When I am logged into my home Linux machines via SSH, I get the following debug output a few times every minute:

debug2: channel 0: request window-change confirm 0

When I am editing files in nano, the debug message is displayed over top of the text. To remove the debug message, I have to close nano, execute clear, and then re-open the file. I get this whether I am using Secure Shell (Google Chrome extension), PuTTY, or Terminator (from local machine), though it's far worse on the former two.

Is there some way to suppress these messages? Will executing sshd -q do it, or is the debug output level specified during the compilation process?

  • 2
    Not a way to prevent the messages, but if you use Ctrl-L, nano should redraw the screen and get rid of the "junk", without needing to exit and reopen the file.
    – Anthon
    Commented Apr 20, 2016 at 20:36
  • I edited /etc/init/ssh.conf to add the -q option to sshd -D and restarted ssh. I then confimed that sshd is really running with -q option, it is. I'm still getting the messages though, so I suppose that doesn't suppress the debug2 messages. The man page is typically vague: -q Quiet mode. Causes most warning and diagnostic messages to be suppressed
    – Sophie
    Commented Apr 20, 2016 at 20:47

4 Answers 4


In my case, I was using

ssh -vv 

to see the detailed debug info and that was the reason why the server was showing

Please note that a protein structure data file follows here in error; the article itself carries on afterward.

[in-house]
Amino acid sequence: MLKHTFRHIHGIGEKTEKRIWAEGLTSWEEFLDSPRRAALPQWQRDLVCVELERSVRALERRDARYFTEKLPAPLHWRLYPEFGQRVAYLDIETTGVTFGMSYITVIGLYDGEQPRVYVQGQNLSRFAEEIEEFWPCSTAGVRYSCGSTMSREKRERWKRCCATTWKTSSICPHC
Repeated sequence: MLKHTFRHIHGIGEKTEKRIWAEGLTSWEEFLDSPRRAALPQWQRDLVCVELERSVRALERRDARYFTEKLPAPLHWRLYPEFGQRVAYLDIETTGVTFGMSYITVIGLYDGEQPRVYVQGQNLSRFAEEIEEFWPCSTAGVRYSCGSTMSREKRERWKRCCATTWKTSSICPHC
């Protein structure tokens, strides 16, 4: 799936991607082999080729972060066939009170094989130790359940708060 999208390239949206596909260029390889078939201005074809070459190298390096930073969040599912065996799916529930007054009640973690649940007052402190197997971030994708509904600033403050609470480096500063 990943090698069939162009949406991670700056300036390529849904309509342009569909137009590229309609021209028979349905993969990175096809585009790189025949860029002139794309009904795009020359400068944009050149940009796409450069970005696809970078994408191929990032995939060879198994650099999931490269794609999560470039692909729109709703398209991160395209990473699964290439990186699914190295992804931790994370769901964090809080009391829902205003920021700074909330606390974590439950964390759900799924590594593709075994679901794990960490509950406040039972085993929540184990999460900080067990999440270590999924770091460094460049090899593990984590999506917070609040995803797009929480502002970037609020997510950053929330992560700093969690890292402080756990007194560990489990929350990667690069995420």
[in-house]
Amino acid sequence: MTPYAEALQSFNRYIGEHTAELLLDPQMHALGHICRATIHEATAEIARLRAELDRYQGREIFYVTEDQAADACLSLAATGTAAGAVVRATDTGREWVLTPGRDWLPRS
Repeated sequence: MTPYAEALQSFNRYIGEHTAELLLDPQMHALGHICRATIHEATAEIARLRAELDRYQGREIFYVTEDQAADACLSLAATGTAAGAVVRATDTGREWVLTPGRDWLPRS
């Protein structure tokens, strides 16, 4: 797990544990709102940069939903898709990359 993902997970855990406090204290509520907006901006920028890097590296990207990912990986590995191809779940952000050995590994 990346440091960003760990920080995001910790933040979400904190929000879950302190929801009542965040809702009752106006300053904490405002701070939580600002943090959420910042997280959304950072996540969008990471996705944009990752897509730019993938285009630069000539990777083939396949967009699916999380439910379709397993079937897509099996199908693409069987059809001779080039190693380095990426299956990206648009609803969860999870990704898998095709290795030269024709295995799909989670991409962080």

debug2: channel 0: request window-change confirm 0

in the terminal. I quit the SSH session and then connected again without verbose (-vv) and the problem disappeared.

  • I'm on Windows 10 using Git Bash and had an alias where my ssh command was calling it with -vvv; maybe that has been why I get so many random debug messages about window size changing etc.
    – Ryan
    Commented Oct 25, 2019 at 21:33
  • You can check if yours is getting aliased too using which ssh to see what it is actually executing when you run ssh Commented Feb 5 at 2:23

sshd is the daemon. You'd want to use the -q flag with the client (ssh).

When connecting to your home machines, include the -q flag in the ssh command (i.e. ssh -q user@host). Alternatively, if that doesn't work, you could try redirecting stderr to /dev/null by connecting to your home machines like ssh user@host 2> /dev/null.

  • Thanks, I completely spaced on that. Adding -q flag to Secure Shell seems to work. Haven't tried it with the other clients, yet, but I don't see why it wouldn't work with them, too.
    – Sophie
    Commented Apr 21, 2016 at 15:22

SSH supports in session increases/decreases in verbosity! Here's how to decrease the verbosity:

  1. At the command prompt, press Enter/Return. This only works just after pressing Enter
  2. Type a tilde ~ character. Notice that it doesn't appear in your terminal - this is by design.
  3. Type an uppercase V (for "less verbose" - a lowercase v makes the output more verbose)

You'll now see some output indicating your current debug level. Keep running through steps 1 - 3 until the debug level is decremented to your liking.

Full credit to https://twitter.com/freebsdfrau/status/1012367229139054594 for teaching me this.


Set LogLevel INFO in your server /etc/ssh/sshd_config. It should hide the most of messages. Also search for other occurrences of this option in that file.

  • I've changed the LogLevel to ERROR. I'm not entirely sure why debug2 messages are being output when LogLevel is set to INFO though, there is a separate level, DEBUG2, for that, it seems (assuming I correctly understand the purpose of DEBUG2).
    – Sophie
    Commented Apr 21, 2016 at 16:31
  • @AWildColin some of the log messages go also to the client at some condition. But yes, generally you are right.
    – Jakuje
    Commented Apr 21, 2016 at 18:40

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